What is Personal Independence Payment (PIP)?
On 10 June 2013 Disabled Living Allowance (DLA) ended for new claimants and they now have to claim Personal Independence Payments (PIPs).
Personal Independence Payment (PIP) is a benefit for people aged 16 to 64 with a long-term health condition or disability. A long-term condition means one that is expected to last 12 months or longer.
PIP is made up of two parts known as components:
- the daily living component
- the mobility component.
You may be able to get one or both components.
Each component can be paid at one of two rates, the standard rate or the enhanced rate.
The process for claiming PIPs is different to the one that was used to claim DLA. The initial claim has to be made by telephone when a new claimant will be asked a number of questions. Claimants will need to have the information required to hand before they make the call to claim PIPs. If you do not have the relevant information the call will end and you will have to try again.
If you need help to make a claim by phone, contact us to make an appointment to help you. However, as the person claiming PIPs you will have to be present during the phone call. You will also need to bring all the information required with you.
The information given over the telephone will be processed and if you meet these basic conditions, the DWP will ask you to complete a form describing how your health condition or disability affects you. This is called the How your disability affects you form. You can send supporting evidence to the DWP with the form if you have any. In most cases, you’ll also be asked to attend a face-to-face assessment with a health professional as part of the claiming process.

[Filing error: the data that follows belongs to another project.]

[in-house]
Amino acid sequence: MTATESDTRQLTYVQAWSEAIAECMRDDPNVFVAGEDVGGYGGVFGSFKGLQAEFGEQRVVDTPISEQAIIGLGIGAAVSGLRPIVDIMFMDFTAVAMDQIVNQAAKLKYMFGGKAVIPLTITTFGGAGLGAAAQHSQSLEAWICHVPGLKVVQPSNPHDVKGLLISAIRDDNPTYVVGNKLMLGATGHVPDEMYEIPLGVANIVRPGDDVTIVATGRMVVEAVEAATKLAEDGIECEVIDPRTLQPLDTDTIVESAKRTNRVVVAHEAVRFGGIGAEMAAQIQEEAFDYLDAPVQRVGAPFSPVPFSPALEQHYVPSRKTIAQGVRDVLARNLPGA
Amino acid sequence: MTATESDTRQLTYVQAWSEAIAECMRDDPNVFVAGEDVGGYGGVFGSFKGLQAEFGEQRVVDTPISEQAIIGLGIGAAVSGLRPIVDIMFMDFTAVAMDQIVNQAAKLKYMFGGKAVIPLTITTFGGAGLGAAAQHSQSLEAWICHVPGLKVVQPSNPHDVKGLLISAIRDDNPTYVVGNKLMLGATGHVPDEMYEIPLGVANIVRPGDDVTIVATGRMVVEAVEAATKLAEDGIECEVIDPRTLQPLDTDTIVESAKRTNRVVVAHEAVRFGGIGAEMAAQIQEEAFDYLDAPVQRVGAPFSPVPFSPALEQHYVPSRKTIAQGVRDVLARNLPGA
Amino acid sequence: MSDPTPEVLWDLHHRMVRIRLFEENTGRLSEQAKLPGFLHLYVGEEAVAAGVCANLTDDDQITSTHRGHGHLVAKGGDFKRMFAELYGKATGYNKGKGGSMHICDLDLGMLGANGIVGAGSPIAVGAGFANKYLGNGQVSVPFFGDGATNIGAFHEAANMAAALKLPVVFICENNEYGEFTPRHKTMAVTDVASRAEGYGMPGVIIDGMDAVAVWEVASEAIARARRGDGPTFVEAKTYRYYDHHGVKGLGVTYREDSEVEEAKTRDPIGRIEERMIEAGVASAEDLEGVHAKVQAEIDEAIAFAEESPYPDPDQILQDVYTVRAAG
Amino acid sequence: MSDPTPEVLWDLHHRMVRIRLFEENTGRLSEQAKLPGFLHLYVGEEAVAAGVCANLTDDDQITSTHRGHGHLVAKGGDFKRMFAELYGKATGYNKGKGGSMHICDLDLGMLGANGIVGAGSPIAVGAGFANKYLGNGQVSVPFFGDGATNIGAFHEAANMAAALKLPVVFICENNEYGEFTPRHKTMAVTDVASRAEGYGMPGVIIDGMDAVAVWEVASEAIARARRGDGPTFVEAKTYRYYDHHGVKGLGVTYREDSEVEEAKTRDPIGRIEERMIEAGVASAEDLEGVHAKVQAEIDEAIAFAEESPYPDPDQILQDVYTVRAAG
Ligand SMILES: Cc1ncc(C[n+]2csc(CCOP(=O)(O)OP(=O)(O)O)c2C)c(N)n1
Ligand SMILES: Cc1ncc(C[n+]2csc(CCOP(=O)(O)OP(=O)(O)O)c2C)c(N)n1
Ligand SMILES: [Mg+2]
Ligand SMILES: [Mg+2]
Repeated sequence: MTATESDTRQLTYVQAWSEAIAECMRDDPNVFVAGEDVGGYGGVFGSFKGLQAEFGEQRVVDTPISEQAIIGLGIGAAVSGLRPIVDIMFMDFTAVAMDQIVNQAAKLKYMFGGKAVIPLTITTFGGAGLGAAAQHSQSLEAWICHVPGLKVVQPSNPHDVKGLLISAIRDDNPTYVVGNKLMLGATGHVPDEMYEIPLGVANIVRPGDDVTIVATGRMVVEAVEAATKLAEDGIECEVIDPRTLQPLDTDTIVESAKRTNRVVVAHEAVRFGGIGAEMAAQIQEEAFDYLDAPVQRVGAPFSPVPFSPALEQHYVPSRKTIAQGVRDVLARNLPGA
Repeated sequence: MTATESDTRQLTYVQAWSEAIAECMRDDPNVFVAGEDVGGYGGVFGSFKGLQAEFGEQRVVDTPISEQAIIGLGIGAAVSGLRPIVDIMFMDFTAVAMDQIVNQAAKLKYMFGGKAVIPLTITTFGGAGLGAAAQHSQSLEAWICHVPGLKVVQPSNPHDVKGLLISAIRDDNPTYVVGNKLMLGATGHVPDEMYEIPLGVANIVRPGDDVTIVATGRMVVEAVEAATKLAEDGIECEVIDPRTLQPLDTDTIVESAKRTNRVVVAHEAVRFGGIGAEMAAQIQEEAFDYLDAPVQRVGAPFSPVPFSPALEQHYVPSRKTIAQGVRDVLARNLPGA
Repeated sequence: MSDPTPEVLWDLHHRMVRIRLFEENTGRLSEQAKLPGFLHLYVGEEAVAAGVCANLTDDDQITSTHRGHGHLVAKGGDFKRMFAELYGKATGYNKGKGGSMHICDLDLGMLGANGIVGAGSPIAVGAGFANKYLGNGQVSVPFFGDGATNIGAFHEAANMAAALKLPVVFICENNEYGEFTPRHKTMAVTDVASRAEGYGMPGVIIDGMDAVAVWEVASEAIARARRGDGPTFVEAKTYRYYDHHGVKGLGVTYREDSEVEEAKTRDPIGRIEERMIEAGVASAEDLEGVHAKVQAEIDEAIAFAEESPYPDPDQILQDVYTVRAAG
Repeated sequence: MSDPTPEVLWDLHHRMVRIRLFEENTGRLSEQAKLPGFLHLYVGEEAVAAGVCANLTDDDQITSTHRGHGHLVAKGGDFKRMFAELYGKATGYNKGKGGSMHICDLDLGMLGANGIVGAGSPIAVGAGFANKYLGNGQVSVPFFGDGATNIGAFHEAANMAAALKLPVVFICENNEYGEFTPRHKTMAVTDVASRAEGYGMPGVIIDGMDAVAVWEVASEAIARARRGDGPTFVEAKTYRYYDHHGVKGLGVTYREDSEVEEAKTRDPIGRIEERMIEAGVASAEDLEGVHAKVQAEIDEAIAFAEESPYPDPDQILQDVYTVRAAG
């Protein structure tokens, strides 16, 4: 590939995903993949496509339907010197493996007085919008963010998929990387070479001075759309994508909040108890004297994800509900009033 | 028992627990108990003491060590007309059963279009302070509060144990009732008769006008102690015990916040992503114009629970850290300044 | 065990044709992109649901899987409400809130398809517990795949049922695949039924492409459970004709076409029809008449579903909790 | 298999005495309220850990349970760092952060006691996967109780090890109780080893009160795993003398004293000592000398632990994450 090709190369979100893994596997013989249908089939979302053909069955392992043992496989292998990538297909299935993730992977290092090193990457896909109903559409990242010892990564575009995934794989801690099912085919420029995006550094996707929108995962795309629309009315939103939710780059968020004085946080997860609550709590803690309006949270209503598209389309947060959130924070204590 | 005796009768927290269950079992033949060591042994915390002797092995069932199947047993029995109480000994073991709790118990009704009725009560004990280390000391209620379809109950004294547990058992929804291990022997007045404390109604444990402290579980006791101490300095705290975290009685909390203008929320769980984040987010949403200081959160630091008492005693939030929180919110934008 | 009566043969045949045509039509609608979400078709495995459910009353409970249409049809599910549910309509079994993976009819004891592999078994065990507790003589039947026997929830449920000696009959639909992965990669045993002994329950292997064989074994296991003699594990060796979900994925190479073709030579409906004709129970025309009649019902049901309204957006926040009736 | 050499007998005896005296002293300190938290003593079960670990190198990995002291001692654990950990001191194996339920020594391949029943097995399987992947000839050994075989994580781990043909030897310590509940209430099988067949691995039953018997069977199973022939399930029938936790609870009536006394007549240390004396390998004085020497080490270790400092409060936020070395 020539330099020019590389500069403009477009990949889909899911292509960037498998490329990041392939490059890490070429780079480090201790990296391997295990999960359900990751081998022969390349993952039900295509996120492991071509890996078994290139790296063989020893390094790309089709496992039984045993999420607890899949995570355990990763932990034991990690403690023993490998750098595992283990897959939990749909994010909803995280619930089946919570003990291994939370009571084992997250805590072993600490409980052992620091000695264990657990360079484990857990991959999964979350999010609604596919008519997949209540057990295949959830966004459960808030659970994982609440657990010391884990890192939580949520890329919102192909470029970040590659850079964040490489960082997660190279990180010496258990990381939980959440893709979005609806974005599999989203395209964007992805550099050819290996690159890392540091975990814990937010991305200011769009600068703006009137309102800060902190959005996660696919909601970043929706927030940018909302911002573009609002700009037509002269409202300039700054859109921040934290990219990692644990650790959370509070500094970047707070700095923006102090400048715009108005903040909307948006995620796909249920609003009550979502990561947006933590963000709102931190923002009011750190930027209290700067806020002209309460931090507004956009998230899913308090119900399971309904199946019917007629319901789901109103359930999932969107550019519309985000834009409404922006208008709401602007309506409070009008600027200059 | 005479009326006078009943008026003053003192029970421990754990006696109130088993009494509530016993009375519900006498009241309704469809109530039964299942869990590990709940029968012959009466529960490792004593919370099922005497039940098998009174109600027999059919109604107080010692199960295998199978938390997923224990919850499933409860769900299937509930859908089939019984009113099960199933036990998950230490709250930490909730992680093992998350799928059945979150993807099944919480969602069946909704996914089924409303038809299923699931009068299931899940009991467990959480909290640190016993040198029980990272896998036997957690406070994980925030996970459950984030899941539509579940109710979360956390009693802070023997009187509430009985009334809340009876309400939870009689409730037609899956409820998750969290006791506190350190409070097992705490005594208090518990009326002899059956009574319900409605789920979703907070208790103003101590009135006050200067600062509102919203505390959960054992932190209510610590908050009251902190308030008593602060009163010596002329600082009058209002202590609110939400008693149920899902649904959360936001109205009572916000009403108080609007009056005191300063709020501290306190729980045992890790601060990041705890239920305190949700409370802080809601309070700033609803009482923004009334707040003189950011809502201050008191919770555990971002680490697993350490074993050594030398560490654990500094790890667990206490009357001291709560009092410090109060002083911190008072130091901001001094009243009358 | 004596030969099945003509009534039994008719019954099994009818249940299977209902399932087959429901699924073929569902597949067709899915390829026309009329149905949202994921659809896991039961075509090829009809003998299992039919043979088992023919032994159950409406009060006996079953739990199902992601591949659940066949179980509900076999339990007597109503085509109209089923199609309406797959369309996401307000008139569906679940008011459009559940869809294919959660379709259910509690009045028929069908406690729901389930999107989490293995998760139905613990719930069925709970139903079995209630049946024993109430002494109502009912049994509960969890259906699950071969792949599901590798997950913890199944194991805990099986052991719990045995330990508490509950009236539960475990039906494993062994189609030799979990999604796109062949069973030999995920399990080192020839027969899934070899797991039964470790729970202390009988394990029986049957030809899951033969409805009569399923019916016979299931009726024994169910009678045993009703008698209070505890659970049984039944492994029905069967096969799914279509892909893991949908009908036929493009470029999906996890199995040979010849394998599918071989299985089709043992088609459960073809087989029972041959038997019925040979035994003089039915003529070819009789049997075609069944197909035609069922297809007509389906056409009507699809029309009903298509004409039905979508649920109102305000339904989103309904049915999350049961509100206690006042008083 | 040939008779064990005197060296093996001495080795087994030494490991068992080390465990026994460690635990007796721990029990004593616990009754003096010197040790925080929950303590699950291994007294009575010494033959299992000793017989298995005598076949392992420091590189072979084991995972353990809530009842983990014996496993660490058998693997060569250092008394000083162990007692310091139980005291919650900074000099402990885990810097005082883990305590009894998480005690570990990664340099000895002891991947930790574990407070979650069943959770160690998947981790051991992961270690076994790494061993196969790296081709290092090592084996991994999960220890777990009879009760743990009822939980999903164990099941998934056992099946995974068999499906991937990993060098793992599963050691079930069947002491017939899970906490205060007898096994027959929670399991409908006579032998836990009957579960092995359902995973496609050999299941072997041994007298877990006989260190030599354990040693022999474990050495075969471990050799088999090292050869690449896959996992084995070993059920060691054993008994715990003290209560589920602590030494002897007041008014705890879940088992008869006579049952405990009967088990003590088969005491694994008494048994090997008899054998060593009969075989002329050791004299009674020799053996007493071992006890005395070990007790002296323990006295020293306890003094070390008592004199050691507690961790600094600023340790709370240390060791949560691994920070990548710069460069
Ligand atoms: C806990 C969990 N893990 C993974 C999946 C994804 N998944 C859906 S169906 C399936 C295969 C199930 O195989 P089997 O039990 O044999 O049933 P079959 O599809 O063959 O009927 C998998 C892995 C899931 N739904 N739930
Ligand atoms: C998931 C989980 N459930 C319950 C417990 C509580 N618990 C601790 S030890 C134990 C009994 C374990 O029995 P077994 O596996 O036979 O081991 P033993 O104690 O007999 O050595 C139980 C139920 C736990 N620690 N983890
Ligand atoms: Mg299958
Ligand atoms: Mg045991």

Getting PIP depends on an assessment of how your disability or health condition affects your ability to live independently by a health professional at a medical interview. They will look at your ability to carry out certain key activities of daily living and mobility, such as preparing food, washing yourself, communicating and moving around. This is the final stage of the claim process before a decision as to whether to award the benefit is made.
PIP is based on how your condition affects you, not on what condition you have, but special rules apply if you’re terminally ill. You’re treated as terminally ill if you’re not expected to survive more than six months.
- isn’t means-tested. This means it isn’t affected by any other income or savings that you have
- is non-contributory. This means your entitlement doesn’t depend on the national insurance contributions you’ve paid
- can be paid whether you’re in work or out of work
- can be paid alongside other benefits
- isn’t taxable
- is administered by the Department for Work and Pensions (DWP)
- is intended to help with the extra costs of having a long-term condition. However, if you get PIP, you can spend it in any way you choose.
If you’re getting Disability Living Allowance (DLA)
If you’re getting DLA and you’re aged 16 to 64 on 8 April 2013 and your award comes up for renewal after October 2013, then you will be asked to make a new claim for PIP instead.
If you have an indefinite award you will be contacted between 2015 and 2018 and invited to make a claim for PIPs
If you’re a child
DLA is not changing for children under the age of 16 when PIP is introduced. If you’re under 16 and already getting DLA, you can continue to get it until you reach the age of 16. The DWP will contact your parent or guardian before your 16th birthday to let them know what you need to do and when to claim PIP if you wish to do so.
More about PIP for young people on the DWP website, at www.dwp.gov.uk
If you’re aged 65 or over
If you’re aged 65 or over on 8 April 2013 and you’re getting DLA, you can continue to get it for as long as you’re eligible.
If you’re aged 65 or over and not getting DLA, you may be able to get Attendance Allowance instead.
If you’re getting Attendance Allowance, you won’t be affected by the introduction of PIP.
More about PIP and DLA for people approaching age 65 on the DWP website, at www.dwp.gov.uk